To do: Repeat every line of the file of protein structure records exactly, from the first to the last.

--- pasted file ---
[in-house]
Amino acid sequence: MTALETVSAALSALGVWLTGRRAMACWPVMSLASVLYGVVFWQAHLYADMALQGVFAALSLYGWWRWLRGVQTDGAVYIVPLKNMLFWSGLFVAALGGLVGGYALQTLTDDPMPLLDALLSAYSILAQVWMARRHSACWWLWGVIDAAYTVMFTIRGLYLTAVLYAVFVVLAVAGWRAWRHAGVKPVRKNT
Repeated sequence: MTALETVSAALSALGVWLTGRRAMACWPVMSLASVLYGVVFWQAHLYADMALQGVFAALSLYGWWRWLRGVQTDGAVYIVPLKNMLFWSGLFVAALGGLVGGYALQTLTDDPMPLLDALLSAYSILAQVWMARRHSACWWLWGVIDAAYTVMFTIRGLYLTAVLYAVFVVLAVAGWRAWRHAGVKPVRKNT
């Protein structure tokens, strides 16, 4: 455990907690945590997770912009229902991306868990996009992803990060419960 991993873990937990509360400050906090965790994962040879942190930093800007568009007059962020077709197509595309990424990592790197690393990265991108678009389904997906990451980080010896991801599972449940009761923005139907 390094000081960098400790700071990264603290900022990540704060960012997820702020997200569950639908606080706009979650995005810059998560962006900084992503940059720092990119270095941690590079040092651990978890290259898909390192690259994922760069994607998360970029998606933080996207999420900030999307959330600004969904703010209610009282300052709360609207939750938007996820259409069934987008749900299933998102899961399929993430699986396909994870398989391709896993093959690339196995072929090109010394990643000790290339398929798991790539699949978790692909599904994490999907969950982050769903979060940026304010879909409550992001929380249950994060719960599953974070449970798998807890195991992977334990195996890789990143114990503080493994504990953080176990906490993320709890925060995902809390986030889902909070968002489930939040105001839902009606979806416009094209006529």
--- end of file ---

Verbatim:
[in-house]
Amino acid sequence: MTALETVSAALSALGVWLTGRRAMACWPVMSLASVLYGVVFWQAHLYADMALQGVFAALSLYGWWRWLRGVQTDGAVYIVPLKNMLFWSGLFVAALGGLVGGYALQTLTDDPMPLLDALLSAYSILAQVWMARRHSACWWLWGVIDAAYTVMFTIRGLYLTAVLYAVFVVLAVAGWRAWRHAGVKPVRKNT
Repeated sequence: MTALETVSAALSALGVWLTGRRAMACWPVMSLASVLYGVVFWQAHLYADMALQGVFAALSLYGWWRWLRGVQTDGAVYIVPLKNMLFWSGLFVAALGGLVGGYALQTLTDDPMPLLDALLSAYSILAQVWMARRHSACWWLWGVIDAAYTVMFTIRGLYLTAVLYAVFVVLAVAGWRAWRHAGVKPVRKNT
């Protein structure tokens, strides 16, 4: 455990907690945590997770912009229902991306868990996009992803990060419960 991993873990937990509360400050906090965790994962040879942190930093800007568009007059962020077709197509595309990424990592790197690393990265991108678009389904997906990451980080010896991801599972449940009761923005139907 390094000081960098400790700071990264603290900022990540704060960012997820702020997200569950639908606080706009979650995005810059998560962006900084992503940059720092990119270095941690590079040092651990978890290259898909390192690259994922760069994607998360970029998606933080996207999420900030999307959330600004969904703010209610009282300052709360609207939750938007996820259409069934987008749900299933998102899961399929993430699986396909994870398989391709896993093959690339196995072929090109010394990643000790290339398929798991790539699949978790692909599904994490999907969950982050769903979060940026304010879909409550992001929380249950994060719960599953974070449970798998807890195991992977334990195996890789990143114990503080493994504990953080176990906490993320709890925060995902809390986030889902909070968002489930939040105001839902009606979806416009094209006529």